At Elgin I had a half mile walk across town from the train station to the bus station. Why they can’t put them next to each other is a mystery, but as the train had arrived on time, I knew I could stroll the distance without any worries. When I got there, a helpful old boy at Stand 2 asked where I was going and when I said Buckie, he confirmed I was in the right queue and we got talking about walking. He’d guessed I was doing the Speyside and was a bit embarrassed to admit that he’s lived in Buckie for years, does loads of walking but has never walked any of it. He said he did most of his walking in Spain, on the Camino, or possibly Caminos (is there more than one?) You have no idea how flabbergasted I was when the bus left on time and also arrived in Buckie on time! The old boy got off with me and pointed me to the starting stones for the Speyside and I waved farewell and went off to find them.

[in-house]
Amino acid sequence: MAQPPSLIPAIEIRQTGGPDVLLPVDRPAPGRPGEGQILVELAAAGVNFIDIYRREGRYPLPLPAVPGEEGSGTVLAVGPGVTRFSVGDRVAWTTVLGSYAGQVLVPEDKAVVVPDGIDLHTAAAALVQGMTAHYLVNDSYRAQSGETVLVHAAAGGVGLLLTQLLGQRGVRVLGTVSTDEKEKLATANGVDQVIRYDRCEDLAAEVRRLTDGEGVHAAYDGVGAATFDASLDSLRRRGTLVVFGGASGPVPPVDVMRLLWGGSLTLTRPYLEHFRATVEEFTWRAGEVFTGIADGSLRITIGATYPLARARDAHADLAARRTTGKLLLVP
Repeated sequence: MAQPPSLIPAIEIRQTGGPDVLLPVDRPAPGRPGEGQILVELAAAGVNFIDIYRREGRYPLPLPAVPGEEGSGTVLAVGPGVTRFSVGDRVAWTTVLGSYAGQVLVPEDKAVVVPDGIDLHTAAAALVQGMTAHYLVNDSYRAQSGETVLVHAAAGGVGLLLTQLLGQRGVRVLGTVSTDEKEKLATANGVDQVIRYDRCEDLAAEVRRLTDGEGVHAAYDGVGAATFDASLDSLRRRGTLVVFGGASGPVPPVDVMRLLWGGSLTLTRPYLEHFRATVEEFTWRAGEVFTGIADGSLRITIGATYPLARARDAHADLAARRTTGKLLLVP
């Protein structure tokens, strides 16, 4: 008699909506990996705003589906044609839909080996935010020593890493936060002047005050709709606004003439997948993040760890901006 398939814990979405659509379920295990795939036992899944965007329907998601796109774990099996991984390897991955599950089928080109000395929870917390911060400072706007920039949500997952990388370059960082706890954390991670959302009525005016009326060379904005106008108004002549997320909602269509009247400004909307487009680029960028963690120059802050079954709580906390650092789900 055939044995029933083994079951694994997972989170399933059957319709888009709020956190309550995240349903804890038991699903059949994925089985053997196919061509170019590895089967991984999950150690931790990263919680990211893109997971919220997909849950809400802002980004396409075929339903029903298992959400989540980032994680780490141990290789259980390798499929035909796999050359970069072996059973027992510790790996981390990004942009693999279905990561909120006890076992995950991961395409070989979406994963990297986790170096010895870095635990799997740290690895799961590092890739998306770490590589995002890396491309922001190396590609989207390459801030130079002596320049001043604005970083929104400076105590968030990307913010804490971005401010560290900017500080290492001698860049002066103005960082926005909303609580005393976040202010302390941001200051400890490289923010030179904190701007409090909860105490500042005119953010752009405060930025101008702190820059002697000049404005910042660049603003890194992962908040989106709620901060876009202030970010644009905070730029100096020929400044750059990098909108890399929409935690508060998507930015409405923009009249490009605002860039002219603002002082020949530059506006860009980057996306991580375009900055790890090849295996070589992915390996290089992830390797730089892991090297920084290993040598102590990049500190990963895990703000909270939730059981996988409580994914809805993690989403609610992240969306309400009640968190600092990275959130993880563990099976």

Buckie looks like it’s seen better days and it all felt a little run-down, but I don’t think it’s substantially different from many English seaside towns and I’m sure if I spent more time there I could have had my mind changed. I found the starting stones and followed the signs down towards the sea front. Within a hundred yards I spotted a credit card on the pavement. I picked it up and checked the expiry date, it looked quite new and the card was still valid. I couldn’t see anyone around, although a young couple with a baby had passed me, but they were out of sight now and I wasn’t going to chase them on the off chance it was theirs. I spent a frustrating 10 minutes on the phone to Bank of Scotland, trying to speak to a person, rather than being taken down the automated ‘I’ve lost MY card’ route. I eventually manged to get through to someone and explained the situation. She said she’d cancel the card and inform the owner and I should destroy it. I know it will be a ball ache for Miss L Smith who’s lost the card, especially as it’s a Saturday and she was probably off out shopping and expecting to use it. But at least it wasn’t picked up by a scrote and won’t now spend the day doing the rounds of local shops tapping out dozens of small purchases. Win some, lose some.